This guest column is a part of our Safe Views series, where Transy students share their views on how they feel safe, and unsafe, on Transy’s campus. Student writers responded to the question, “Do you feel safe on Transy’s campus?” and they approached that question from a variety of perspectives and viewpoints. This guest column is written by junior Diaka Savane.
Being safe and feeling safe are different things. Being safe refers to, in my opinion, the state of being in a position that will not cause harm, injury or loss. I believe this refers to the state of being physically safe. Feeling safe on the other hand must be intrinsically evaluated by an individual. Does this person feel protected, cared for, secure?
Being a student at Transylvania University, if someone outside of the community were to ask me if I felt safe, I would promptly respond with a confident ‘yes,’ since, prior to being asked to write this article, I had never considered, nor evaluated, why I felt safe on this campus mentally and emotionally. This is not to say that my hypothetical affirmative statement isn’t true, but it is worth delving deeper into the complex concept of being and feeling “safe.”
In this column I will attempt to respond to the question “Do you feel safe at Transy?” When I think of ‘safety’ and ‘Transy’ I automatically think about the Department of Public Safety. Do I feel physically safe? Yes. I do not, however, trust that the department has my safety in mind outside of the physical. As a student of color on campus, and considering the current social climate of the United States, I cannot say that I have a high level of confidence in the department as a whole. Why might that be? First, I believe that certain DPS officers are tokenizing new officers which include two people of color, a member of the LGBTQIA+ community, and a self identifying female. Don’t get me wrong, a diverse work environment is an attribute to be proud of, but simply stating that it is doesn’t mean the job is done. When everyone begins to feel a level of safety that encompasses physical, mental and emotional, regardless of their background, that is what I call progress.
I personally have had more unsettling encounters with DPS than encouraging ones. One example is when, prior to a scheduled meeting with an officer, I was confused with another student of color even though this officer claims to want to get to know every student on campus. The very purpose of the meeting was to address the issue of grouping the neighborhoods and communities that live past Fourth Street together and generalizing the intentions of people living in this area of Lexington, predominantly African Americans, Africans and black people. Isn’t Transy supposed to be about community engagement, outreach and broadening our understandings of people who are ‘different’ from us?
Moreover, tokenization, micro and macro aggressions are not absent from this campus. Let me list a few examples for the readers who may not be aware. Have you seen a disproportionate amount of photos of people of color on brochures, the website and other promotional material for Transy? That is tokenism; or the sensationalization of people to the institution’s benefit. When I have been asked to participate in a photoshoot, be a part of a video, get put on a committee, or asked to write an article for the Rambler without having any particular association with the specific task, besides being a student on campus, it is because I am not white. The line between micro and macro aggression is blurred in these examples but nevertheless present.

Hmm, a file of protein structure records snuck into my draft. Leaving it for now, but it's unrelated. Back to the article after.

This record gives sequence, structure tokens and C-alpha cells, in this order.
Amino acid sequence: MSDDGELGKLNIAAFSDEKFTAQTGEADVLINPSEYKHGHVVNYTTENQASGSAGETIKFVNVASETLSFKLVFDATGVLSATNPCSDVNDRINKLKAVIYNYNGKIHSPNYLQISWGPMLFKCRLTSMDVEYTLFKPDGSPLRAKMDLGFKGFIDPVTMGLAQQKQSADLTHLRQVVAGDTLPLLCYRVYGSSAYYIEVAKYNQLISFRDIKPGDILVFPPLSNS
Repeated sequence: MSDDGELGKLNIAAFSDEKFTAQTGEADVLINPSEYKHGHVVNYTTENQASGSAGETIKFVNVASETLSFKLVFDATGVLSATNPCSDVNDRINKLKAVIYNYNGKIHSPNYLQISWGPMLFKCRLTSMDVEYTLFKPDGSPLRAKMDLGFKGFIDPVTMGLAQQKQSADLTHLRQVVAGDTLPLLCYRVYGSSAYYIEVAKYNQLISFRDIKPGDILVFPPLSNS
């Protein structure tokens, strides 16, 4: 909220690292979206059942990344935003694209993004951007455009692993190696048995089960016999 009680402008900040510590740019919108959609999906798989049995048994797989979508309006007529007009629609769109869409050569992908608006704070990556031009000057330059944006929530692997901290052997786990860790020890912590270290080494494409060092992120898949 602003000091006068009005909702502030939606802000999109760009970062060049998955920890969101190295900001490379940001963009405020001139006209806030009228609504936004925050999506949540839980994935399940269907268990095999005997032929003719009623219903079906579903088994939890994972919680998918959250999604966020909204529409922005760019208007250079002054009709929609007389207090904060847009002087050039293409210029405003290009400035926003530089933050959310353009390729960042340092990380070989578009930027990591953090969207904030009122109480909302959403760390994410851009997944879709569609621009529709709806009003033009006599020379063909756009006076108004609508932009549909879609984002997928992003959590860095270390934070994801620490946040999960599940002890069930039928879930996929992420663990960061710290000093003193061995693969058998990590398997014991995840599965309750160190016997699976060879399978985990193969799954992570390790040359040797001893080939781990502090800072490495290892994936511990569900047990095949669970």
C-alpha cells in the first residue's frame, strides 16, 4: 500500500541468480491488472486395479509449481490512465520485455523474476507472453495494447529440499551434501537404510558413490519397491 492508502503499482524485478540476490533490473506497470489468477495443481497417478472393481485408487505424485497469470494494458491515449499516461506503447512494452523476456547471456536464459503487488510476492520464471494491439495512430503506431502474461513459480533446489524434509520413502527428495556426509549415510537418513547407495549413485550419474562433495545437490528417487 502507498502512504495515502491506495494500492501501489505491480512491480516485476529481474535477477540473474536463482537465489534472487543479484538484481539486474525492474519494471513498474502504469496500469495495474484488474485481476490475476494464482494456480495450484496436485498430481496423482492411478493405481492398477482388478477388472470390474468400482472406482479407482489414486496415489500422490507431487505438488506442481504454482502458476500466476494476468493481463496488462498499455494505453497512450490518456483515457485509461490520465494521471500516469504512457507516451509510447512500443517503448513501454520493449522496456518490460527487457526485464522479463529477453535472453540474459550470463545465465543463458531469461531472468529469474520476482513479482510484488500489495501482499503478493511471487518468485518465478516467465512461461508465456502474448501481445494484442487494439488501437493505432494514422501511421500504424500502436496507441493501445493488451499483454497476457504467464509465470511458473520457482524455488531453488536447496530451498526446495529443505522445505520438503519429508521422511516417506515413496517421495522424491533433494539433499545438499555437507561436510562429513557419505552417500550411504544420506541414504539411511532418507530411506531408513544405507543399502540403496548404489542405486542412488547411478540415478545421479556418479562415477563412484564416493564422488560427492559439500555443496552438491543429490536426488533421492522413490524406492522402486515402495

How does this relate to safety? Studies have shown that microaggressions–also referred to as microassaults, microinsults and microinvalidations — can have an adverse effect on the psyche of the targeted individual. I, for example, have never been so aware of the color of my skin as I am at Transy. It’s a damn shame, but it has allowed me to grow and educate myself about social injustices.
Transy, being a liberal arts institution, means engaging in conversation about concepts, topics and theories uncomfortable and unfamiliar to our beliefs, backgrounds and varying levels of understanding both inside and outside of the classroom. Thanks to a conversation I had this past weekend I was able to realize something I had never articulated before; the fact that I am disconcerted by the unwillingness or lack of awareness of a large population of this campus to engage in conversation with people whose views differ from our own. I would like to admit my fault in this. Although I am fascinated by conversations about social issues, I tend to focus on the understanding that I predetermine to be ‘correct.’ I would argue, however, that being uncomfortable is one way we are able to grow. Embracing the challenge it is to confront or to be confronted by difficult subjects or simply differing views promotes understanding; and if not understanding, at least awareness…
This is all to say that I do not feel emotionally or mentally safe at Transy when I witness this blatant reluctance to engage in conversation or lack of awareness about the experiences of others. There is a limit to engaging in conversation, however, and that is physical safety. If someone is threatening to cause harm or is disrespecting civil dialogue, it is no longer worth your energy.
I realize that the fear of engagement as well as the realization that it is incredibly easy to shelter oneself from undesirable realities is powerful; but, perpetuating this tendency means being complacent with the status quo, leaving students, like myself, feeling uncomfortable, out of place and unsafe on college campuses.